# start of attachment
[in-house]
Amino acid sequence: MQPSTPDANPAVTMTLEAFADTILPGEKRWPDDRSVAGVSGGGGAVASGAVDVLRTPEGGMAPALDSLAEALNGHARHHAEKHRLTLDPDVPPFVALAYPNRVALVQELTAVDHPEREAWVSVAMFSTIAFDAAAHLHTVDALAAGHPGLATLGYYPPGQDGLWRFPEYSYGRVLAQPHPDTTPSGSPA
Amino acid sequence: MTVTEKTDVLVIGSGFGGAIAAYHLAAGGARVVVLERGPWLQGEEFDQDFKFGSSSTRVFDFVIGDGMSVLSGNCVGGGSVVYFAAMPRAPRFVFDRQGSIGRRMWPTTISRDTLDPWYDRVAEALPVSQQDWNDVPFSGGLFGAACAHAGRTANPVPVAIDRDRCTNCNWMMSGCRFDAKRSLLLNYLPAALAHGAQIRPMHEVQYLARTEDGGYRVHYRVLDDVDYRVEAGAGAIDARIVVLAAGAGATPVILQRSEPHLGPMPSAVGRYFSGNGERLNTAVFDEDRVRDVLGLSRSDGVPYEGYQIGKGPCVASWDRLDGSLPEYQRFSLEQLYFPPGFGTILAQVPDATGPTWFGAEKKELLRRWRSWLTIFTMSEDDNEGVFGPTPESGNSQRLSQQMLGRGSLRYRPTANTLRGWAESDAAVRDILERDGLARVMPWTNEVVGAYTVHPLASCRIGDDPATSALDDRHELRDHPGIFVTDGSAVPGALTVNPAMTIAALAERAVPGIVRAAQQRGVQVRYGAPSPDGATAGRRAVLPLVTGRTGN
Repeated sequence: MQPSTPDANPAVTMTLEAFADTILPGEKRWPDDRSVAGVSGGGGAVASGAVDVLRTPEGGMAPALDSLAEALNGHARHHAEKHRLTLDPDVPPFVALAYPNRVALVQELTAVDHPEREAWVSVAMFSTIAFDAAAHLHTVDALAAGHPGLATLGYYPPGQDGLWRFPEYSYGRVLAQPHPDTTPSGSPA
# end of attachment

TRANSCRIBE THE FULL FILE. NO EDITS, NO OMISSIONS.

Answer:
[in-house]
Amino acid sequence: MQPSTPDANPAVTMTLEAFADTILPGEKRWPDDRSVAGVSGGGGAVASGAVDVLRTPEGGMAPALDSLAEALNGHARHHAEKHRLTLDPDVPPFVALAYPNRVALVQELTAVDHPEREAWVSVAMFSTIAFDAAAHLHTVDALAAGHPGLATLGYYPPGQDGLWRFPEYSYGRVLAQPHPDTTPSGSPA
Amino acid sequence: MTVTEKTDVLVIGSGFGGAIAAYHLAAGGARVVVLERGPWLQGEEFDQDFKFGSSSTRVFDFVIGDGMSVLSGNCVGGGSVVYFAAMPRAPRFVFDRQGSIGRRMWPTTISRDTLDPWYDRVAEALPVSQQDWNDVPFSGGLFGAACAHAGRTANPVPVAIDRDRCTNCNWMMSGCRFDAKRSLLLNYLPAALAHGAQIRPMHEVQYLARTEDGGYRVHYRVLDDVDYRVEAGAGAIDARIVVLAAGAGATPVILQRSEPHLGPMPSAVGRYFSGNGERLNTAVFDEDRVRDVLGLSRSDGVPYEGYQIGKGPCVASWDRLDGSLPEYQRFSLEQLYFPPGFGTILAQVPDATGPTWFGAEKKELLRRWRSWLTIFTMSEDDNEGVFGPTPESGNSQRLSQQMLGRGSLRYRPTANTLRGWAESDAAVRDILERDGLARVMPWTNEVVGAYTVHPLASCRIGDDPATSALDDRHELRDHPGIFVTDGSAVPGALTVNPAMTIAALAERAVPGIVRAAQQRGVQVRYGAPSPDGATAGRRAVLPLVTGRTGN
Repeated sequence: MQPSTPDANPAVTMTLEAFADTILPGEKRWPDDRSVAGVSGGGGAVASGAVDVLRTPEGGMAPALDSLAEALNGHARHHAEKHRLTLDPDVPPFVALAYPNRVALVQELTAVDHPEREAWVSVAMFSTIAFDAAAHLHTVDALAAGHPGLATLGYYPPGQDGLWRFPEYSYGRVLAQPHPDTTPSGSPA